In the UK I suspect we may get a little growth within the next few years and it may look like a recovery for a while. But fundamental changes have happened in the UK and in the world. While in the short term growth is not happening because the government is cutting spending in a recession, in the long term the picture is even more grim. Here’s five reasons not to hold your breath for ‘growth’:
1. I can’t tell if the politicians are deluded or lying but they ought to know that the ‘high-skilled’ economy to replace lost industry isn’t going to cut it. A friend pointed out last night that it is pretty colonialist to think that Chinese or Indian people are only going to do the grunt work. I heard about a law dept being outsourced the other day. Accountants, designers, programmers, scientists – they can all go. The outsourcing course has been set and if we follow it to the end the only jobs remaining will be those that absolutely require a physical prescence here.
2. I can’t tell if the politicians are deluded or lying but the high-tech innovation-driven economy is not our saviour. Quite the opposite: it is screwing us. It creates a few jobs, yes, but destroys thousands of other jobs as it goes. We can’t just look at the creation of paper value – we have to think about the ratio of ‘value’ creation to job creation. Instagram just sold for a billion dollars. It has 13 employees. At some point we’ll have to accept that our technology is going to make full employment impossible.
3. Meanwhile the price of oil is only going up. We can dig up half of canada if we want but there will never be enough. This is true of other resources too but energy drives everything else. Demand is going up, supply is becoming more difficult. That makes everything else expensive and strangles growth. It is going to do that for the forseeable future.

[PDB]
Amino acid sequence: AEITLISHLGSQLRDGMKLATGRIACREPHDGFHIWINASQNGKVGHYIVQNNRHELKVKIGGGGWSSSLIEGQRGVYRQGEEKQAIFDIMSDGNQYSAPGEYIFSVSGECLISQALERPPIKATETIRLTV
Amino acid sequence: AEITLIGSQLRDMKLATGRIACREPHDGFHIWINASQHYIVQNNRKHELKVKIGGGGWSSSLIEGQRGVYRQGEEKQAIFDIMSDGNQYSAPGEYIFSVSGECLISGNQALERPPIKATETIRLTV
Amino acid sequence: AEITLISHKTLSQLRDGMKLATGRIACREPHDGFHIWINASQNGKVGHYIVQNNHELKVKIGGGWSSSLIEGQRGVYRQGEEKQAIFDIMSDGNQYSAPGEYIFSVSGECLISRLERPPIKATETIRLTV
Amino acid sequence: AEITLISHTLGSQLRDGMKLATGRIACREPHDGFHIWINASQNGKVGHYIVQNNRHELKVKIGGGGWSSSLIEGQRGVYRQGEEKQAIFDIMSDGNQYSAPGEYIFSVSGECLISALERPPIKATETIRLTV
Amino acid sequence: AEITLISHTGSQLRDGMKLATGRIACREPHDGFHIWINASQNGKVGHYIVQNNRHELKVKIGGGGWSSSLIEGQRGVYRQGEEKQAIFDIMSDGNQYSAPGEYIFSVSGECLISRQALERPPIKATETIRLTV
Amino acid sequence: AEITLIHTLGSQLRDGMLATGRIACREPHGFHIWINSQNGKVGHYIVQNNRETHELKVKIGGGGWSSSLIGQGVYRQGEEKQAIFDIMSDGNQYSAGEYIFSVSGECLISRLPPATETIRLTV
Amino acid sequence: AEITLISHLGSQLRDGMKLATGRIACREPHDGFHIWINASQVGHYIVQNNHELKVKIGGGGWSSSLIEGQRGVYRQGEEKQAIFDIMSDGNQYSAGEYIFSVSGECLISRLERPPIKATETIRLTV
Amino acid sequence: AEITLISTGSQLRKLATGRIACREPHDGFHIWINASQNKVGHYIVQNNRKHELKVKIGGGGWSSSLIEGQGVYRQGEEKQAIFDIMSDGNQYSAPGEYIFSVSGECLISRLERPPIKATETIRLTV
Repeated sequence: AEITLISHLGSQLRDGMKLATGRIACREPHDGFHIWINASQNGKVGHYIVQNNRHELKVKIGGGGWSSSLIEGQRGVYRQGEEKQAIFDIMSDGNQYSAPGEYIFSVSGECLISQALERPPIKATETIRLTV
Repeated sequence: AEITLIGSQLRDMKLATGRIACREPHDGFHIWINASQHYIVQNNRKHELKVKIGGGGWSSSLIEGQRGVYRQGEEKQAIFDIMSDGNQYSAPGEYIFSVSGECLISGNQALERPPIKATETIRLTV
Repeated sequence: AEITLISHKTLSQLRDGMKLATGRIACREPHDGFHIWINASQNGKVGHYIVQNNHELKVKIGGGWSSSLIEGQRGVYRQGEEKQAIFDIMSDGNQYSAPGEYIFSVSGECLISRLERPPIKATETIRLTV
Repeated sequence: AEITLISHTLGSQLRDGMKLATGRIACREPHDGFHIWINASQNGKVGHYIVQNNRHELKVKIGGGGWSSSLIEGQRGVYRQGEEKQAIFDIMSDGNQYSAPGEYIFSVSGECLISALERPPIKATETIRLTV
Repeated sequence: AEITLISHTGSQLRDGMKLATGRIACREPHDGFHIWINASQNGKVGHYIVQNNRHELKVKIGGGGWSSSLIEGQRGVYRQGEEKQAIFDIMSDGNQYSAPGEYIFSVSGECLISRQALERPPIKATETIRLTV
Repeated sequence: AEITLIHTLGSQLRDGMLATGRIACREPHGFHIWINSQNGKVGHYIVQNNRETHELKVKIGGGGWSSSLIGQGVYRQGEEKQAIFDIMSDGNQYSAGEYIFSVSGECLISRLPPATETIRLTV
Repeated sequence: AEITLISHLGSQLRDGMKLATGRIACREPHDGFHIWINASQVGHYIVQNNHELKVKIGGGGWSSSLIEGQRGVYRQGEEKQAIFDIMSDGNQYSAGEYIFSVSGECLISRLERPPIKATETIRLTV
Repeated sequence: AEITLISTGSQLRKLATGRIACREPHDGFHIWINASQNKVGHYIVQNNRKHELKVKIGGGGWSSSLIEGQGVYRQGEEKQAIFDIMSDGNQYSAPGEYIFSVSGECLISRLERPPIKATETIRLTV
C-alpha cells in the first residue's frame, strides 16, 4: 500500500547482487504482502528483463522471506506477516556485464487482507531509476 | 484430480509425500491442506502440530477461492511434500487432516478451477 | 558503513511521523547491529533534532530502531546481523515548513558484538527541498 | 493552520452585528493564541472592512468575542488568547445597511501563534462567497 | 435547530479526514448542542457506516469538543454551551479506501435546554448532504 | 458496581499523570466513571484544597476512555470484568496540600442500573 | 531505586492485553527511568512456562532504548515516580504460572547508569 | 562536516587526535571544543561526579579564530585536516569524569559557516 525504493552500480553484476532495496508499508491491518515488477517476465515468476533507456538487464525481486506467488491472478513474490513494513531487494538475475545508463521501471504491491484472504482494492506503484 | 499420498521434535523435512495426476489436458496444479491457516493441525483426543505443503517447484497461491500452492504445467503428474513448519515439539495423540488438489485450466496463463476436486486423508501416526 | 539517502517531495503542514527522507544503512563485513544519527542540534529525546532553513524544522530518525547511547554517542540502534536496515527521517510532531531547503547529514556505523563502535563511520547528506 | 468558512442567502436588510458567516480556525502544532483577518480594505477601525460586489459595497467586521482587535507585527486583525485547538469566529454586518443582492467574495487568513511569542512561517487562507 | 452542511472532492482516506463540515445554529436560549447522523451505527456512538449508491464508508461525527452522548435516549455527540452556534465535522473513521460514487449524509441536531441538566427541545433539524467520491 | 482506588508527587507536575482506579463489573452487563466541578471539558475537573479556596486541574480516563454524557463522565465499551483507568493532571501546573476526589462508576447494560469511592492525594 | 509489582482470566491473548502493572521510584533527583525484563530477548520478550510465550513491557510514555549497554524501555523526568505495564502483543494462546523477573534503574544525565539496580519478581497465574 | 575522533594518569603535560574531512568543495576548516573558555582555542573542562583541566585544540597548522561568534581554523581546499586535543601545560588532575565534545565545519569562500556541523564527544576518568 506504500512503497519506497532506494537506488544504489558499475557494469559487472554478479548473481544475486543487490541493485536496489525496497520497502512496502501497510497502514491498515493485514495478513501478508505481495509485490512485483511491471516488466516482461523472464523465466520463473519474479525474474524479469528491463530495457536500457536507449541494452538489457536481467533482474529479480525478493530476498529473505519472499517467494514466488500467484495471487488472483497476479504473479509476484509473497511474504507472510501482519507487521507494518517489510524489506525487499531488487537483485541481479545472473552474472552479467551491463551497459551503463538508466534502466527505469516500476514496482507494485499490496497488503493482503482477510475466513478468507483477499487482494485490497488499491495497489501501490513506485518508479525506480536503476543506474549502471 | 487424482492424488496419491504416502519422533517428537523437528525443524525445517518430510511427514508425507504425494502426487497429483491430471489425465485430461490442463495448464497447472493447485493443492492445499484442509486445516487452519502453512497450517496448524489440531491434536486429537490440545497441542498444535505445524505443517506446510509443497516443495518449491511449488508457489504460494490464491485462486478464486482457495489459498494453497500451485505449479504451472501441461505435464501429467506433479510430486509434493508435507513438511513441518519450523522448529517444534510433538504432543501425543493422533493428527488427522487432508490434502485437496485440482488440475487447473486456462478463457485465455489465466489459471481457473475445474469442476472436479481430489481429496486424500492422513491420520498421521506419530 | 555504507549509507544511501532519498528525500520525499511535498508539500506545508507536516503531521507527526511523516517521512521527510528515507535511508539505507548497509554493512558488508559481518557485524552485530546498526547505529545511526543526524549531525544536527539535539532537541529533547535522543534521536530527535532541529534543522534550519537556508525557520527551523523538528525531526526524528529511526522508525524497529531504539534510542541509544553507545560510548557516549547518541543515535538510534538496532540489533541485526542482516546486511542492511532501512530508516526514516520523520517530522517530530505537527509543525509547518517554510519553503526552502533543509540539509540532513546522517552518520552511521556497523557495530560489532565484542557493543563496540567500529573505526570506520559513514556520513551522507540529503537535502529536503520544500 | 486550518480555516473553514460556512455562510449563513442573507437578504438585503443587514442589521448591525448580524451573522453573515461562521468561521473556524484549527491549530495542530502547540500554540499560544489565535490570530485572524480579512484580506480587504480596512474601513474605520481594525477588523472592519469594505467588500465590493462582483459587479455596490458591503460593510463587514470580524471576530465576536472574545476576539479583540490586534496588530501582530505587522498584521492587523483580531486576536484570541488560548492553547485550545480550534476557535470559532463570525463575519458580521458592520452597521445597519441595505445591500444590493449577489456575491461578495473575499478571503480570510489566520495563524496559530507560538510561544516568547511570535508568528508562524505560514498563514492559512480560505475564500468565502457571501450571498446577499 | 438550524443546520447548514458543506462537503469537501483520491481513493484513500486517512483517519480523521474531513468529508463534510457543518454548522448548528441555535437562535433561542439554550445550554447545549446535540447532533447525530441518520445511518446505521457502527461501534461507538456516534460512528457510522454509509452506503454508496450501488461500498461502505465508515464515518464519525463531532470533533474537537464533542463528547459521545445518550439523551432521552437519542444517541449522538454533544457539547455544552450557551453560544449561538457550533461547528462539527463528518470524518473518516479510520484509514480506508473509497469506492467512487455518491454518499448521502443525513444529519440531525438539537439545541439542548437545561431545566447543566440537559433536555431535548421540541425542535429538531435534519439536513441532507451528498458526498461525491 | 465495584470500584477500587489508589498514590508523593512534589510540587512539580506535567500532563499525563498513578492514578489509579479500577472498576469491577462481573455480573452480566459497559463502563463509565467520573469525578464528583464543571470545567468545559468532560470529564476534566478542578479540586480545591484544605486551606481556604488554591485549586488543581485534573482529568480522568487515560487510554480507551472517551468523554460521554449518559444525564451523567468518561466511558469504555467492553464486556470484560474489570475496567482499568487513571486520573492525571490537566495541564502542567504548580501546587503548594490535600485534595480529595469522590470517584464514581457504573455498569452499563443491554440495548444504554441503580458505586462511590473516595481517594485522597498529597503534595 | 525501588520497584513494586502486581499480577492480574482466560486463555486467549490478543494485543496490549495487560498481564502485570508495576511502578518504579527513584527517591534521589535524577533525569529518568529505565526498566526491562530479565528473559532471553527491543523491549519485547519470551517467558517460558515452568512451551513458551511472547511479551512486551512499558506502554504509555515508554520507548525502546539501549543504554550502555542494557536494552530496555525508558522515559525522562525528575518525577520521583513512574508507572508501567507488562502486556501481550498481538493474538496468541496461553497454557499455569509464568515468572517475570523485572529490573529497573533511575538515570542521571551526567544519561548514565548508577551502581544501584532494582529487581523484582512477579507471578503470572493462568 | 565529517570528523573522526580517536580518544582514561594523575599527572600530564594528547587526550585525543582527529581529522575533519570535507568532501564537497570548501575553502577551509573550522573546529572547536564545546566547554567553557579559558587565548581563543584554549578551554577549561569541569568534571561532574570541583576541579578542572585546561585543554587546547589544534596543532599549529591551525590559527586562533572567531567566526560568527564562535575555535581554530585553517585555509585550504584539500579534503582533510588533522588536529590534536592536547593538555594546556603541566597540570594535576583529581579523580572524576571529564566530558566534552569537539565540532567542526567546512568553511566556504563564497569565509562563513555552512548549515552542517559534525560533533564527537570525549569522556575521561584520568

4. There will be some growth of course but what there is of it will be very unequal, as it has been for the last 30 years. This is to do with how our economy has been structured – by all major political parties in the UK. Most of us will not benefit from growth, and in fact we haven’t for a while. It’s true we got cheaper holidays and better phones but now we need two salaries to buy a house where one would do it before. This structuring of the economy can be changed of course but there is zero political will to do it. Neo-liberalism won and we didn’t.
5. The final problem is that in the absence of productive industries and of internal markets not totally reliant on imports, what growth we do get will probably be bubble growth – either re-inflating a finance bubble (very possible given the rules haven’t been tightened since the last cock-up) or re-inflating the housing bubble. Both of these benefit certain people, some of whom get to have dinner with Dave, and for a time it may look like real growth. In the long run either type of bubble will pop in a spectacular manner and will screw the economy, particularly those of us who don’t get to have dinner with Dave.
This might sound pessimistic and it might seem like I’m being gloomy for the fun of it, but I’m not really down about it and – unlike some people – I think it’s too early to say our civilisation has peaked. This is just the situation we’re in, and the sooner we understand it the sooner we can set about dismantling the ideas and institutions that – largely out of short-term self-interest – brought it about.